Hands-On Responsibility - Ship Managers
With their long experience in shipping and emphasis on quality, many foreign shipowners choose to place their vessels with Norwegian ship managers. There are all-round and specialized agencies covering manning, commercial and technical fleet management. One Norwegian player, Barber Ship Management AS, is among the top ship management companies in the world. Many overseas ship managers also employ experienced Norwegian nationals. Norwegian shipowners are also active ship managers, controlling vessels on behalf of third-party principals worldwide and running commercial pooling arrangements in various shipping sectors.
The Money Men - Shipping Finance
Norwegian finance institutions and banks cover 10 percent of the global maritime banking market, and have substantial experience in putting together complex project finance solutions for shipowners and other maritime interests, including long and short-term credits, junior and senior loans, bridge and mezzanine financing, and pre-delivery financing. Two industry leaders with impressive shipping portfolios are Nordea Bank and Den norske Bank (DnB). Nordea was formed from a merger between Christiania Bank of Norway, Finland's Merita Bank, Nordbanken of Sweden and Unidanmark of Denmark and took a lead role in syndicating USD 5.8 billion worth of shipping loans in 2002. The bank relocated its main syndication desk to Oslo in 2003. DnB was awarded the "Best Ship Financing House of the Year" in 2000 by the readers of Lloyd's List and with a staff of over 60 shipping experts, it aims to be the preferred provider of a comprehensive range of commercial and investment banking services to high credit quality Norwegian and international shipping and offshore clients.
The Norwegian export credit agency, Eksportfinans, works mainly to fund business in the international capital markets and has had international ratings since the early 1980s. Current ratings are Aaa from Moody's, AAA from Fitch IBCA and AA+ from Standard & Poor's. This first-class borrower status allows Eksportfinans to provide medium to long-term export financing on favourable terms to Norwegian ships' gear exporters and their clients. An important milestone was reached in January 2002 when a government-supported ship financing programme was established in Norway, as well as in the main shipbuilding nations within the OECD. In Norway, Eksportfinans was given the management responsibility for the scheme on behalf of the Ministry of Trade and Industry. As a result of this programme, ships can now be financed with government support, in line with other capital goods.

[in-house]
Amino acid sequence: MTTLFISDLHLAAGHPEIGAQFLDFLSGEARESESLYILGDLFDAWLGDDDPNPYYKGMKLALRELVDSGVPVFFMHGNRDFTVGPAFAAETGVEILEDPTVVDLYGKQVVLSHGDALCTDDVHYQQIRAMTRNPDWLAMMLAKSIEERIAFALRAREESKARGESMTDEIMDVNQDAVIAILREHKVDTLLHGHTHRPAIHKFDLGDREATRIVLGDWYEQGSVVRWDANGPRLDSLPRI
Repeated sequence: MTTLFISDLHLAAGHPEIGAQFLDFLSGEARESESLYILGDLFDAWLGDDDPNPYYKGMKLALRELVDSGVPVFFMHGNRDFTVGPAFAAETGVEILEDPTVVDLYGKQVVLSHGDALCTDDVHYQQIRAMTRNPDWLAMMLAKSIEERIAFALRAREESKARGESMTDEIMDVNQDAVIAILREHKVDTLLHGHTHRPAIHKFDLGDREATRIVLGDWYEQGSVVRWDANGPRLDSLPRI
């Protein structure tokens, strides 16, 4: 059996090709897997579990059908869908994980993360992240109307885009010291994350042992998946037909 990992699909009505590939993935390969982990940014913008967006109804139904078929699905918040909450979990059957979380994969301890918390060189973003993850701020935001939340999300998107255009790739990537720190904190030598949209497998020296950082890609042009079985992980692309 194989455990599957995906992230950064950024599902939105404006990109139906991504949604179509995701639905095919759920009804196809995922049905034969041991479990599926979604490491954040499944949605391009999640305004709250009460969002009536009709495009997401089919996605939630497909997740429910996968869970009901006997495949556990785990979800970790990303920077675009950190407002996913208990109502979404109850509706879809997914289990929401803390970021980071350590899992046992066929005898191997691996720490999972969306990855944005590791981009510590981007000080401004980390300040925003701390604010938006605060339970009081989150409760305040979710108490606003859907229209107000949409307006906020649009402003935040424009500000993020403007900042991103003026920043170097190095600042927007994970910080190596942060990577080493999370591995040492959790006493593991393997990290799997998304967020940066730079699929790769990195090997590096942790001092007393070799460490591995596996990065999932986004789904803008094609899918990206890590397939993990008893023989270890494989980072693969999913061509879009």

Legal Eagles - Maritime Lawyers
Norway offers in-depth expertise and considerable international experience in the field of maritime law. Professional fees are also very competitive compared to other shipping centres such as London and New York. Law firms offering specialized insight in shipping include Wikborg, Rein & Co.; Schjødt; Strand & Hatling; and Kluge. The latter two are
also members of the International Ship Suppliers' Association. One Norwegian law firm offering shipping counsel, Thommessen Krefting Greve, recently received international recognition when it won the Chambers "Law Firm of the Year" award in the face of fierce competition from leading law firms in Europe. For its part, law firm Simonsen Føyen is a leading name in ship finance and advises Norwegian and international banks, along with financial institutions.
A License to Sail - Classification
Strict rules apply to both the building and the operation of blue water vessels, along with the equipment with which the vessels are fitted. Classification societies such as Det Norske Veritas, one of the world's largest with 300 offices in 100 countries, are responsible for ensuring compliance with regulations for health and safety for newbuildings and new ship designs, as well as for safeguarding high standards of maintenance onboard. Det Norske Veritas is authorized to act on behalf of 130 national maritime authorities and, by virtue of its outstanding record, is an important leader in the push for quality shipping.
Covering Risk at Sea - Marine Insurance
Norway's marine underwriters have a strong domestic base but are also active worldwide offering standard and tailored insurance products to shipowners and offshore companies. Foreign shipowners account for around 80 % of their total premium income. Gard, rated Api by Standard & Poor's, is the second-largest protection-and-indemnity (P&I) marine mutual in the International Group of P&I clubs, insuring around 100 million gross tonnes of ships. Together with compatriot club Skuld it covers more than 20 percent of the world fleet. The Central Union of Marine Underwriters of Norway (CEFOR), an umbrella organization and think-tank, coordinates its 11 members around key issues in the marine insurance industry at home and abroad.
Brain Power - Maritime Research and Development